I’ve spent the past 90 minutes watching students from Bates Technical College help load up trucks at the Resource Distribution Council’s old building, move it to the food bank’s new location in Lakewood and come back for more. It’s part of the overwhelming response from an article that appeared in The News Tribune on Oct. 5.
Here are some of the highlights from several conversations I had. I’m going to talk to Kris Manning of Bates later in the day, so look for an article in the paper tomorrow.
Anna Wingate, president and founder of the RDC:
The day of the article, I get a phone call. The guy says, ‘Hi, I’m Kris Manning from Bates College. We have a lot of trucks and can bring 20 trucks in if you need them.’
I’m thinking I’m talking to someone from the truck-driving school. I’m telling him about the (heating, ventilation and air conditioning system) and other stuff. He says, ‘That’s good to know.’ I asked why. He said, ‘I like to know what my instructors are doing.’
I asked him if he was the head of the truck-driving school, and he said, ‘No, I’m the dean of instruction. And while we’re at it, you have several issues you need done. You need construction, you need this, you need that.’
He put out a mass e-mail to the departments and so far, we’ve received help from the HVAC, the electrical, the truck-driving and the facilities and maintenance schools.
She said they’ve received about $2,500 in donations so far from 16 people, including some from Seattle. Others gave what they felt they could: They received single donations of $10, $25 and $30.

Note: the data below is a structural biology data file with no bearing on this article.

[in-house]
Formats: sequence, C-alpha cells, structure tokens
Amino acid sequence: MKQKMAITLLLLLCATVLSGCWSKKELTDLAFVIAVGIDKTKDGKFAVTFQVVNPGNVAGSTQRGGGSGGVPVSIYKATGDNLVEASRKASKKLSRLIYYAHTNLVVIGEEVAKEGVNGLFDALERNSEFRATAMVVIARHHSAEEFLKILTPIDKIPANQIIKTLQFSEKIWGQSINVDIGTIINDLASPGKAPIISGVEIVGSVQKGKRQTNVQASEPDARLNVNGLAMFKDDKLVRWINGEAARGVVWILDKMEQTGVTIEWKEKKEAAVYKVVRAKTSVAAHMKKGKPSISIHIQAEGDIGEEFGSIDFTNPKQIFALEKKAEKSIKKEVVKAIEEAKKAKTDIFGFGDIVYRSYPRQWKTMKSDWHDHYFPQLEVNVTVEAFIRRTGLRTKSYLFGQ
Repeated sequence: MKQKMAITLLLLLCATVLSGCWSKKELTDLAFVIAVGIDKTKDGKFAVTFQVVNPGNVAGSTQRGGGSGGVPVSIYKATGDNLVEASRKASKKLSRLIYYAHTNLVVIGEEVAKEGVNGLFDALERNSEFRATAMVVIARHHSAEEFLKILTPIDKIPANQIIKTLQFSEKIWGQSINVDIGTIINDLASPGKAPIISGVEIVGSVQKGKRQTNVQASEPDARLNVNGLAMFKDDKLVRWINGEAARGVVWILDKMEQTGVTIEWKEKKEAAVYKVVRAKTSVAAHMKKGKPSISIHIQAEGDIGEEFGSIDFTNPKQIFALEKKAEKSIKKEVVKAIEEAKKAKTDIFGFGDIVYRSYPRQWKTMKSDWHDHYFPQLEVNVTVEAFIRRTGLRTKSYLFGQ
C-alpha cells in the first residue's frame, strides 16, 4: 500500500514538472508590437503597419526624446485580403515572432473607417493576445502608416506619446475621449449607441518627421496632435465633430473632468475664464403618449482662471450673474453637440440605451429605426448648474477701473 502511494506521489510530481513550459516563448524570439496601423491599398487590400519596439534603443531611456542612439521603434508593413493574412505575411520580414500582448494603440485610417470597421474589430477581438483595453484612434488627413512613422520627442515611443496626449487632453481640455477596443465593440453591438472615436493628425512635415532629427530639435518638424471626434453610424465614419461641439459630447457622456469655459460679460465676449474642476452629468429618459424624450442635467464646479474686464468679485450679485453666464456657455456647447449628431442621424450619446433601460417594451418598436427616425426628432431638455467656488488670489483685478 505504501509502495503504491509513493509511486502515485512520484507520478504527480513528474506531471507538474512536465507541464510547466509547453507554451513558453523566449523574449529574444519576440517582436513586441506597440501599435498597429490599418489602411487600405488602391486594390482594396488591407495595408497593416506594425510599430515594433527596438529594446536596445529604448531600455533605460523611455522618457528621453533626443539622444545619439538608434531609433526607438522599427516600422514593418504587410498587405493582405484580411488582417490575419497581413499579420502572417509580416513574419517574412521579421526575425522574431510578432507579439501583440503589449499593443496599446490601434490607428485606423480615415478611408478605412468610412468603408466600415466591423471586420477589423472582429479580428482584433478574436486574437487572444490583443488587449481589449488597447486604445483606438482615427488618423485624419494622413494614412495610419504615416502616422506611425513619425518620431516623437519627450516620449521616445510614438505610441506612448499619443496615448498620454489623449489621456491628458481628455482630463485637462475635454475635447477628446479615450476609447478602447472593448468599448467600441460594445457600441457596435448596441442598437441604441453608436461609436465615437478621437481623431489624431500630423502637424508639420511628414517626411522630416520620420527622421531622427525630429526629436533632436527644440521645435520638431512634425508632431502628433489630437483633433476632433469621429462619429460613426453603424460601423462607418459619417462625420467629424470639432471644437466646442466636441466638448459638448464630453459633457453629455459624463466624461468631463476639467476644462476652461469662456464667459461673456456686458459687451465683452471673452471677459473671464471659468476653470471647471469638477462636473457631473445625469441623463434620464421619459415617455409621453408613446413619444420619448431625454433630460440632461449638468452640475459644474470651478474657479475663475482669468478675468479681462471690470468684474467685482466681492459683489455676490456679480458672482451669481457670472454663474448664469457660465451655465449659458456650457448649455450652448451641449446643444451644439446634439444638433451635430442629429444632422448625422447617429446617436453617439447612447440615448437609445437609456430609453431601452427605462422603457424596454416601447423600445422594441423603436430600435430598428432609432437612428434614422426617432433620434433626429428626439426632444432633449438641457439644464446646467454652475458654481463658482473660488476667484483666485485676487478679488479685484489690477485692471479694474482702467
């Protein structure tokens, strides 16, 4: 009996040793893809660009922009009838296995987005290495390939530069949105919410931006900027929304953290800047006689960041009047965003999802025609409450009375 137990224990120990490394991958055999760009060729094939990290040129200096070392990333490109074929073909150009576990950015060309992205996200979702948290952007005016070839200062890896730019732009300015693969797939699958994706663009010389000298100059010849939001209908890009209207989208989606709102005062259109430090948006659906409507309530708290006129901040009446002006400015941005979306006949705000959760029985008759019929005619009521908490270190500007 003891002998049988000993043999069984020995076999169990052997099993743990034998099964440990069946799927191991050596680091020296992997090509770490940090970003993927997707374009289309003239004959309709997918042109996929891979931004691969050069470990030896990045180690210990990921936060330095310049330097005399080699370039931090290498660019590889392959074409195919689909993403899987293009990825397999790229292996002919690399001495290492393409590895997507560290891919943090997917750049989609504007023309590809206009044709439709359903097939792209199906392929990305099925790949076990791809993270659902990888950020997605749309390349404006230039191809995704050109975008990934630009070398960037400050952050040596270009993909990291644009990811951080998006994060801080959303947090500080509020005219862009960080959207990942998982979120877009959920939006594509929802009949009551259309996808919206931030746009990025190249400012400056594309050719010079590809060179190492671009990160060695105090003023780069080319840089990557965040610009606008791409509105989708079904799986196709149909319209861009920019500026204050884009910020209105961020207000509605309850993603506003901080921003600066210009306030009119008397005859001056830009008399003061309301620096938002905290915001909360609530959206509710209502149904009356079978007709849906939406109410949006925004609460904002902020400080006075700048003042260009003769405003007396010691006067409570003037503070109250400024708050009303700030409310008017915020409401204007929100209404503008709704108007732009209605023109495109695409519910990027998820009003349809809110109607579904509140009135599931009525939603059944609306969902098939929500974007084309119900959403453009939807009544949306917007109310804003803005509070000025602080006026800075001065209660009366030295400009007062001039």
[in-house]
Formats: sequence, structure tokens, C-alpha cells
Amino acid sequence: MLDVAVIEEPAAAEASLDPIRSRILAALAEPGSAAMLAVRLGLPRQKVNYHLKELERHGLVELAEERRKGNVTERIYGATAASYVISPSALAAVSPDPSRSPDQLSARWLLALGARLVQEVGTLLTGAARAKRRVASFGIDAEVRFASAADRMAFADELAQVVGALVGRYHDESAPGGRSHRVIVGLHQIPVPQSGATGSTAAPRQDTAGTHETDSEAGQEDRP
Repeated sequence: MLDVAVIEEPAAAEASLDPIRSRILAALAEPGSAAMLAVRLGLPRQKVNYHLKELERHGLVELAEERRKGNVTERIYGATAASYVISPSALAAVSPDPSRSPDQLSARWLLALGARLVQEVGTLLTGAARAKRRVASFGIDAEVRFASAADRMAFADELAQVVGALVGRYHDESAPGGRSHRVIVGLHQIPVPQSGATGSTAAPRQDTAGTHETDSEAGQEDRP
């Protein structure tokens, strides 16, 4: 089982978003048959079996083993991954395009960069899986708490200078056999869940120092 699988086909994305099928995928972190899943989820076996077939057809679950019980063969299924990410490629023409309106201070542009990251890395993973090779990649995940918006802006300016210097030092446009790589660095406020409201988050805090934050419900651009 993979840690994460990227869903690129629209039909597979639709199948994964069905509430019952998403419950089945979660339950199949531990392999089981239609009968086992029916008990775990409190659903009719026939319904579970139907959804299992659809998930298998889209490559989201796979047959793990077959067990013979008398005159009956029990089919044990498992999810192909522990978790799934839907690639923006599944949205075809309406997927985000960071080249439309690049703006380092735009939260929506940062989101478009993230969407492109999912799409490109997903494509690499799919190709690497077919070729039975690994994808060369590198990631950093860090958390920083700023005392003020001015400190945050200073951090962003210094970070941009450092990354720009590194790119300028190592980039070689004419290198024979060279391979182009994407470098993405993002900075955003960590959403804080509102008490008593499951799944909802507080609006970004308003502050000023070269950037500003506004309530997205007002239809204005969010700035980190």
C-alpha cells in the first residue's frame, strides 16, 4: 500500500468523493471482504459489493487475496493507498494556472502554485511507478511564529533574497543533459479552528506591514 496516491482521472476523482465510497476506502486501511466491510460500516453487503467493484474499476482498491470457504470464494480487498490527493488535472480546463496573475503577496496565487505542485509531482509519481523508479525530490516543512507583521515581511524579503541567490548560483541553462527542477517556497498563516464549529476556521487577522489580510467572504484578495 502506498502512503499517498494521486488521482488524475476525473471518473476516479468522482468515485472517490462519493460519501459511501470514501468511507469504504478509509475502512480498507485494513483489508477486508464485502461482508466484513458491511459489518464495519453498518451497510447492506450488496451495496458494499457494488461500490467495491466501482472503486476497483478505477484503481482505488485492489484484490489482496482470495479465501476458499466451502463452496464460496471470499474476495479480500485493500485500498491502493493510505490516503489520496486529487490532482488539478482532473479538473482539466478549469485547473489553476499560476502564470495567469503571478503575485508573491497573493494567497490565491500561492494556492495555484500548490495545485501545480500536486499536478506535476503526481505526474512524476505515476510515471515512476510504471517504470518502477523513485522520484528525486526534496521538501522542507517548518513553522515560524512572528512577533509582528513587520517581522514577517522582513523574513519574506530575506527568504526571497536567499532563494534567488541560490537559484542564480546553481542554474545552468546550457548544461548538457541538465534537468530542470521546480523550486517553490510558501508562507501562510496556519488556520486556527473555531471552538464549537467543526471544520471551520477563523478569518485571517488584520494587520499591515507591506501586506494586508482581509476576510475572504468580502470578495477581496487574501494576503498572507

A few of them drive over and handed the money to us and apologized that they couldn’t give us more. Those are the ones that are precious.
They were absolutely swamped with offers of help:
The amount of physical labor people have offered to give us has been amazing. It’s overwhelming. We’ve actually had to turn people away – that’s how much people have offered.
Tommy McClure, a student at Bates, said he read the article and sympathized with the food bank:
They’re helping out as much as they can in the community and they do good work. So when we were told we were going to help them out, and I was more than happy to do it.
There’s also a practical purpose to helping out, he said:
It’s a pretty good situation for both sides. We get real-life experience, and we also get to help the community.
Dan French, a truck-driving instructor at Bates, said he and his students have donated about 30 hours of labor, and they’ll contribute another 14 over the next two days. He says it helps give perspective:
These guys get to see what truck driving is really all about. It’s not just about making money, but about helping people.
There are more photos after the jump:
The volunteers were emptying out the warehouse, pallet-by-pallet. I wish I had some pictures from before the move, but here are some as the contents are being moved to Lakewood.